According to a new survey, half of British women polled – Hey, phrasing! – claim they have a backup partner in case their current relationship goes sour.
We are often advised to have a back-up plan for everything in life, in case whatever plans we have do not work out. It seems women are taking this advice very seriously because as per a survey conducted by OnePoll, a survey-led marketing research company specialising in online and mobile polling, 50 per cent of women in a relationship have a plan for a back-up partner in their mind in case the current relationship doesn’t work out and they head for a break-up.
Around 1,000 women from the UK participated in the survey and almost 50 per cent of the participants, both married as well as unmarried women, admitted to having a back-up plan or person to fall back on in case, they separated from the current partner.
That actually goes both ways. If my marriage doesn’t work out, I’ve got my backup partners are Vic Kerekes and Milana Vayntrub.
Years from now, we’ll all be able to sit back and tell our relatives where we were when Great Britain destroyed itself. The trigger will apparently be the war crime of workplace handshakes.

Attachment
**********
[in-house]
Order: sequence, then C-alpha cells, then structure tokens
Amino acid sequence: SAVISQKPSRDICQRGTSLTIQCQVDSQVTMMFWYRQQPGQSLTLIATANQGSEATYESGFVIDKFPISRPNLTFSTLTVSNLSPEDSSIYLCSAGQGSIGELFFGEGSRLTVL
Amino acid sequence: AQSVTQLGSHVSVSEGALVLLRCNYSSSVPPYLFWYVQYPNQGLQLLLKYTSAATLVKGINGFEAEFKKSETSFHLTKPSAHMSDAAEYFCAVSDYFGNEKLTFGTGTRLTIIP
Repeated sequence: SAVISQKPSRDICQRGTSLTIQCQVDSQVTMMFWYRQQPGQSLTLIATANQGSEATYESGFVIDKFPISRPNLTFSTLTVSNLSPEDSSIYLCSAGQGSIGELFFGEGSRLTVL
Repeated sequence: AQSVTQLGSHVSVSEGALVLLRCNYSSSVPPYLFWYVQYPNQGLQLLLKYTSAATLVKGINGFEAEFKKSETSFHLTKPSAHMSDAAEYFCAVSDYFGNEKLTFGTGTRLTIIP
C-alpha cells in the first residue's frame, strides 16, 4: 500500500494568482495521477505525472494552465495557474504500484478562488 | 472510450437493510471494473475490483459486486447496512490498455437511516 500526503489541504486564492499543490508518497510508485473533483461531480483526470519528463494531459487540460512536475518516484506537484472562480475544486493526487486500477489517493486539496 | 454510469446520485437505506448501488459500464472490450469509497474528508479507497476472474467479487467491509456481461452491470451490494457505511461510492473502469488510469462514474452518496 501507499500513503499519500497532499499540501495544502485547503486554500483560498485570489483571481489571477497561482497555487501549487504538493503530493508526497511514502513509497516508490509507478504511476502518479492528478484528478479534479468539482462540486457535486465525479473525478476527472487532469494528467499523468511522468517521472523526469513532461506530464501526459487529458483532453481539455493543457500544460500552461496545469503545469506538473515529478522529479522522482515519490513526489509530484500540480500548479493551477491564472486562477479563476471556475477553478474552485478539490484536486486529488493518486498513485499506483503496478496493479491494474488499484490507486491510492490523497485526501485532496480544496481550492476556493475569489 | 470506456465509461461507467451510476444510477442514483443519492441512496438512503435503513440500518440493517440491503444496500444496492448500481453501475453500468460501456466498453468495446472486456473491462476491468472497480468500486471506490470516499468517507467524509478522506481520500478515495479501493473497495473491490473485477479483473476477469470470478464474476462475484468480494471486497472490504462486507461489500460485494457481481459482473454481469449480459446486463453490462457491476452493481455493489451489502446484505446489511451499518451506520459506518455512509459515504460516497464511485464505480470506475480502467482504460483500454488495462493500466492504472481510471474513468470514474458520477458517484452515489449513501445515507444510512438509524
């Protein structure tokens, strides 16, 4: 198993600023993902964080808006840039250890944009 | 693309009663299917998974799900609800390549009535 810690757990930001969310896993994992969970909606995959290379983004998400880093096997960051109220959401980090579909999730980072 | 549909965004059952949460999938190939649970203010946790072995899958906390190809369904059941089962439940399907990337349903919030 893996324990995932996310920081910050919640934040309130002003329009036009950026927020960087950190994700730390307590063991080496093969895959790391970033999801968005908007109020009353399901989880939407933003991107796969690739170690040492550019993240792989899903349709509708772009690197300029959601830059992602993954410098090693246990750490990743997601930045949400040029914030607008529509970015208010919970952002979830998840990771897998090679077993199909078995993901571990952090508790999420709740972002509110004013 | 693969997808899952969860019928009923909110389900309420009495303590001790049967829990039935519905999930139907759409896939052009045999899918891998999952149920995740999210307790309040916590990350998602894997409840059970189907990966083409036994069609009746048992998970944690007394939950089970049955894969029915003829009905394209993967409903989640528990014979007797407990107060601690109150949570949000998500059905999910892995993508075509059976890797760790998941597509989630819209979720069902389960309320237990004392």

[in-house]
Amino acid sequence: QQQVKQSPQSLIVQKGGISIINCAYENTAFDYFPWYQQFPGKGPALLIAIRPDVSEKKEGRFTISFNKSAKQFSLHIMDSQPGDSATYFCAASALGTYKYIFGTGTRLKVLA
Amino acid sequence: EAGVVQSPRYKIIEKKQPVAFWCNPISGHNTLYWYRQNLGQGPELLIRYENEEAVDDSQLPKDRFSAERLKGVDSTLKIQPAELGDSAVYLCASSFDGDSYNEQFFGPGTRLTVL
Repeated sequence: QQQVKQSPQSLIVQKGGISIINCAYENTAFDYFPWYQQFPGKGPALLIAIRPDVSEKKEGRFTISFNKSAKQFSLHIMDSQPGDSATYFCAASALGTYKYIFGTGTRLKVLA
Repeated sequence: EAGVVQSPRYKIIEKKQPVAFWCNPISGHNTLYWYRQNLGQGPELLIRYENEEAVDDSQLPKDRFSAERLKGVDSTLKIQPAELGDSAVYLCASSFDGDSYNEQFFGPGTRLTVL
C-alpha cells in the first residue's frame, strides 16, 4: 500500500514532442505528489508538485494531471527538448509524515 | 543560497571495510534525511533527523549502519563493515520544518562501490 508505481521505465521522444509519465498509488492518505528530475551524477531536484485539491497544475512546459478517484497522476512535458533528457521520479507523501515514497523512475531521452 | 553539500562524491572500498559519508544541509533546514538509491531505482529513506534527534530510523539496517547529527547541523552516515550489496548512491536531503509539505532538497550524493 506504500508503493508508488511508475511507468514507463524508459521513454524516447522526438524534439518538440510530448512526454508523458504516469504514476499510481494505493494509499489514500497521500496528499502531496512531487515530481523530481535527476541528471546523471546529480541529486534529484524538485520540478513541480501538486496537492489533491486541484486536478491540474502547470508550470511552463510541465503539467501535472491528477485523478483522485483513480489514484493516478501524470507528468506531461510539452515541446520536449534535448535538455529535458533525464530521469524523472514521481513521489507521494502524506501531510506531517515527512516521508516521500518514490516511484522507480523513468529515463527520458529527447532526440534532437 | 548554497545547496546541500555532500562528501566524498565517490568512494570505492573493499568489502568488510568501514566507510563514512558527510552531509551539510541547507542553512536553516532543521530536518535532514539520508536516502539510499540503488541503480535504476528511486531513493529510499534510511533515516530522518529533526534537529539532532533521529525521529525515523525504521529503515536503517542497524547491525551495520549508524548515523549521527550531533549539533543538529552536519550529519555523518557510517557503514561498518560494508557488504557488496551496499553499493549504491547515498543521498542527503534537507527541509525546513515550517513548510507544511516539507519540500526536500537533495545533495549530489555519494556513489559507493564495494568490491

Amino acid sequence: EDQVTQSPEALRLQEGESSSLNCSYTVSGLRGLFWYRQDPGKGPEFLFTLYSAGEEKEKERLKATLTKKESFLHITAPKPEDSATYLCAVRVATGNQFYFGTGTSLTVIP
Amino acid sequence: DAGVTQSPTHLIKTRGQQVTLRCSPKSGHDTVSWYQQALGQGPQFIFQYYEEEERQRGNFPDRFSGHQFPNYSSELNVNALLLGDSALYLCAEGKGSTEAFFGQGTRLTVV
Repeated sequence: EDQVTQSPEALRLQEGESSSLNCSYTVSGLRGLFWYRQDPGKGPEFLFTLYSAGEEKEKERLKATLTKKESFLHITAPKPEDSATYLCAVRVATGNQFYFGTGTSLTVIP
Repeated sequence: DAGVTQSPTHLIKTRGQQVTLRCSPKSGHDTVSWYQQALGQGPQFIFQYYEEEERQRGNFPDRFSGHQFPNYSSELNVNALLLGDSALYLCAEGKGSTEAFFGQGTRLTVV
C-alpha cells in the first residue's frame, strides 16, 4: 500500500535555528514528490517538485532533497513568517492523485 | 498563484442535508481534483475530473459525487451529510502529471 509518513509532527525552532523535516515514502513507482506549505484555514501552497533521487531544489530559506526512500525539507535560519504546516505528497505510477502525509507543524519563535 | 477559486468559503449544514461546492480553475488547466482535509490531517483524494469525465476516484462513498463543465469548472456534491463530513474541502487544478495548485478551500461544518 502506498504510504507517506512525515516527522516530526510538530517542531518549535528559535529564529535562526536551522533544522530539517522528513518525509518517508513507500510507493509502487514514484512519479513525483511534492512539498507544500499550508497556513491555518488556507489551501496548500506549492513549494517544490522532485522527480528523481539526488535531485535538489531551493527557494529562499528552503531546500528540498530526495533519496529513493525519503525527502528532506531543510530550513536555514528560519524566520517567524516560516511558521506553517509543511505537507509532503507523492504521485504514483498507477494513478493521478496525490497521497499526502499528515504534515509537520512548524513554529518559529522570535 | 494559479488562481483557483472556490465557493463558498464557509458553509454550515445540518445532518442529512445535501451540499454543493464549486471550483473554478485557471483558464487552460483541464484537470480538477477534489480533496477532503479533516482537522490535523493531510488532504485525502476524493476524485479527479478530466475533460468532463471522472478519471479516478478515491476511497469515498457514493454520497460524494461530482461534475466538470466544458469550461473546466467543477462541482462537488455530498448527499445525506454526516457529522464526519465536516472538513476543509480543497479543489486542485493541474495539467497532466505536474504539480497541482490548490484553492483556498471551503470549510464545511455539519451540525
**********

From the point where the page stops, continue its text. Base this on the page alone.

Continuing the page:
It may seem harmless enough, but handshakes in the workplace could become a thing of the past under new physical contact rules being considered in the U.K., according to one human resources expert.
Kate Palmer, an associate director of advisory at the HR consultancy firm Peninsula, said employers in the U.K. may enact a complete ban on physical contact in order to avoid expensive sexual harassment suits.
“Does shaking someone’s hand go too far?” she told the U.K. Metro newspaper. “They may just say ‘no contact at all’ because there’s no grey area. It makes it simple, but it takes away affection, which in some ways is a sad thing,” she said.
I remember when people used to rip on Generation X, calling us slackers, etc. We just wanted to be left alone. We never tried to turn the world into a sterile, antisocial place where people upended a thousand years of rules and norms. Good night, Britain. You had a good run.